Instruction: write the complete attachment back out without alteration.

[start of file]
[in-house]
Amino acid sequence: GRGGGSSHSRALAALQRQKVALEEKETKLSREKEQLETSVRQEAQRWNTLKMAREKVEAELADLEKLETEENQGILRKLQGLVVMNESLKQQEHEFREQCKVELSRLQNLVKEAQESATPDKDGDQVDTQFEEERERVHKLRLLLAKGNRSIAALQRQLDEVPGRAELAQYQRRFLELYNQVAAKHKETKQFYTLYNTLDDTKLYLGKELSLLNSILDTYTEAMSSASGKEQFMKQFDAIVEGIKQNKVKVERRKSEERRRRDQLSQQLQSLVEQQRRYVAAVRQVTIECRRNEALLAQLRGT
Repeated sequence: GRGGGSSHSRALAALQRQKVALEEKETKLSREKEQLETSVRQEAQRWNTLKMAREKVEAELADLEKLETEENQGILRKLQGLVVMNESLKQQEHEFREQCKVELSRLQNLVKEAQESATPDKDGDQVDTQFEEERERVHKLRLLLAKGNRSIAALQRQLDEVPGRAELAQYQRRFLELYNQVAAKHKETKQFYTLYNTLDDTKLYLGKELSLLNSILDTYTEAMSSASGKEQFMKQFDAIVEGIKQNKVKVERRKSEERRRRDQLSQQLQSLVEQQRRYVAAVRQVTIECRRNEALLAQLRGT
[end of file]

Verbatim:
[in-house]
Amino acid sequence: GRGGGSSHSRALAALQRQKVALEEKETKLSREKEQLETSVRQEAQRWNTLKMAREKVEAELADLEKLETEENQGILRKLQGLVVMNESLKQQEHEFREQCKVELSRLQNLVKEAQESATPDKDGDQVDTQFEEERERVHKLRLLLAKGNRSIAALQRQLDEVPGRAELAQYQRRFLELYNQVAAKHKETKQFYTLYNTLDDTKLYLGKELSLLNSILDTYTEAMSSASGKEQFMKQFDAIVEGIKQNKVKVERRKSEERRRRDQLSQQLQSLVEQQRRYVAAVRQVTIECRRNEALLAQLRGT
Repeated sequence: GRGGGSSHSRALAALQRQKVALEEKETKLSREKEQLETSVRQEAQRWNTLKMAREKVEAELADLEKLETEENQGILRKLQGLVVMNESLKQQEHEFREQCKVELSRLQNLVKEAQESATPDKDGDQVDTQFEEERERVHKLRLLLAKGNRSIAALQRQLDEVPGRAELAQYQRRFLELYNQVAAKHKETKQFYTLYNTLDDTKLYLGKELSLLNSILDTYTEAMSSASGKEQFMKQFDAIVEGIKQNKVKVERRKSEERRRRDQLSQQLQSLVEQQRRYVAAVRQVTIECRRNEALLAQLRGT